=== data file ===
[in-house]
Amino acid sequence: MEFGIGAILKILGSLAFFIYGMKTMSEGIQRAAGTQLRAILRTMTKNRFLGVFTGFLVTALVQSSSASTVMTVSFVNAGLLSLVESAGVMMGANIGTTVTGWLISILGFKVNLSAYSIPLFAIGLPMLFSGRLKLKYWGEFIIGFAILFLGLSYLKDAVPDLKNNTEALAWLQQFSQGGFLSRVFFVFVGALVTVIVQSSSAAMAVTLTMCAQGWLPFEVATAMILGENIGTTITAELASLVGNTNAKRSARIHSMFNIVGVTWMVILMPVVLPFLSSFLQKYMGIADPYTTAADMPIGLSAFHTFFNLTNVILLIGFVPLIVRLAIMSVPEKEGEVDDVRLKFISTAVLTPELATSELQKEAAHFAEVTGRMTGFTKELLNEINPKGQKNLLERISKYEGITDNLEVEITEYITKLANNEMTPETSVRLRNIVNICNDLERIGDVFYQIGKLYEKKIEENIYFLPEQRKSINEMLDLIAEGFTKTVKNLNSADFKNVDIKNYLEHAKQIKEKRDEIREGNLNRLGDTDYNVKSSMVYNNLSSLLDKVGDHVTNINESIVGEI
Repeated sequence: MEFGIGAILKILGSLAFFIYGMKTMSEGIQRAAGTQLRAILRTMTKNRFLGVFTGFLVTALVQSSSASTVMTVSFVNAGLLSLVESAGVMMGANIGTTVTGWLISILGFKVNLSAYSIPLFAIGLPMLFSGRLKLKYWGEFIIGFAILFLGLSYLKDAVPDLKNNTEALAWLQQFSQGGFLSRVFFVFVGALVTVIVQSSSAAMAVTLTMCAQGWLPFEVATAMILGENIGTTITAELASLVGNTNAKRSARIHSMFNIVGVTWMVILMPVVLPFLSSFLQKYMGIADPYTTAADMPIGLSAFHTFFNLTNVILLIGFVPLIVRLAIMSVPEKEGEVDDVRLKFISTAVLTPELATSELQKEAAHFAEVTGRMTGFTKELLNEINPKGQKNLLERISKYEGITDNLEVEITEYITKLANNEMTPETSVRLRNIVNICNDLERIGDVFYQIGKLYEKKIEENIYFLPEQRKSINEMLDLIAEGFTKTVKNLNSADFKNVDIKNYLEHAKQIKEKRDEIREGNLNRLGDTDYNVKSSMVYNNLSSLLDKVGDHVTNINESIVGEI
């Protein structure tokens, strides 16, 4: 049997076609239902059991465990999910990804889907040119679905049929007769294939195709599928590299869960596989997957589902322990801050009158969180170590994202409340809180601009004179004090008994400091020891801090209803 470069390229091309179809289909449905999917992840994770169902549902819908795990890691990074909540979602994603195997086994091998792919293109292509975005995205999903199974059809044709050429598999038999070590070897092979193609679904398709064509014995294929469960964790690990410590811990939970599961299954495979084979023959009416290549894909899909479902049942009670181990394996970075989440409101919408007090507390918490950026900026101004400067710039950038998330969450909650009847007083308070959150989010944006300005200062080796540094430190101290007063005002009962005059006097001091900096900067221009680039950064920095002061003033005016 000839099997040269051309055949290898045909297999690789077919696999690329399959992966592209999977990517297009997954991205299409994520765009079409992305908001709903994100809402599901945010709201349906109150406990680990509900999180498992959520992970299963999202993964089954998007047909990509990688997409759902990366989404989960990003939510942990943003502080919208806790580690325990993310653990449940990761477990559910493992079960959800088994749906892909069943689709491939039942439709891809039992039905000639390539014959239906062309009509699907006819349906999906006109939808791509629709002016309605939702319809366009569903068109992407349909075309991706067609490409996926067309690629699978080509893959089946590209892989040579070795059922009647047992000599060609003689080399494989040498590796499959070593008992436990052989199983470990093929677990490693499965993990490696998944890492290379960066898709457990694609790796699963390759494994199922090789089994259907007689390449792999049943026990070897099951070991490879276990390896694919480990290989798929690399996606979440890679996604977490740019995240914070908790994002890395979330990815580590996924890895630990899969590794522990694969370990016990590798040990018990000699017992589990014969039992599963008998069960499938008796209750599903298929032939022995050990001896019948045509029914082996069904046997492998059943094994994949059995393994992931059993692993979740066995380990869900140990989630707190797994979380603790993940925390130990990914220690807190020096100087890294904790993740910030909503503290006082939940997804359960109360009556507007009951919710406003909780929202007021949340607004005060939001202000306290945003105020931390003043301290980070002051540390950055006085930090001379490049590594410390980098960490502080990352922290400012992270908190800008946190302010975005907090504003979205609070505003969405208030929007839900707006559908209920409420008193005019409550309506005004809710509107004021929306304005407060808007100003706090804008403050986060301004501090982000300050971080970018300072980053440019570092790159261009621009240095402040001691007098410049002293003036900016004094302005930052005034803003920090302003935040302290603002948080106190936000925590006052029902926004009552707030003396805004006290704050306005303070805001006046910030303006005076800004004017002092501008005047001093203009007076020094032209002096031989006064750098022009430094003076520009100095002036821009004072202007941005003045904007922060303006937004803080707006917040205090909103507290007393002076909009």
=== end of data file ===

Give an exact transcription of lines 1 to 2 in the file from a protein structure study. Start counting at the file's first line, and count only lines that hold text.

[in-house]
Amino acid sequence: MEFGIGAILKILGSLAFFIYGMKTMSEGIQRAAGTQLRAILRTMTKNRFLGVFTGFLVTALVQSSSASTVMTVSFVNAGLLSLVESAGVMMGANIGTTVTGWLISILGFKVNLSAYSIPLFAIGLPMLFSGRLKLKYWGEFIIGFAILFLGLSYLKDAVPDLKNNTEALAWLQQFSQGGFLSRVFFVFVGALVTVIVQSSSAAMAVTLTMCAQGWLPFEVATAMILGENIGTTITAELASLVGNTNAKRSARIHSMFNIVGVTWMVILMPVVLPFLSSFLQKYMGIADPYTTAADMPIGLSAFHTFFNLTNVILLIGFVPLIVRLAIMSVPEKEGEVDDVRLKFISTAVLTPELATSELQKEAAHFAEVTGRMTGFTKELLNEINPKGQKNLLERISKYEGITDNLEVEITEYITKLANNEMTPETSVRLRNIVNICNDLERIGDVFYQIGKLYEKKIEENIYFLPEQRKSINEMLDLIAEGFTKTVKNLNSADFKNVDIKNYLEHAKQIKEKRDEIREGNLNRLGDTDYNVKSSMVYNNLSSLLDKVGDHVTNINESIVGEI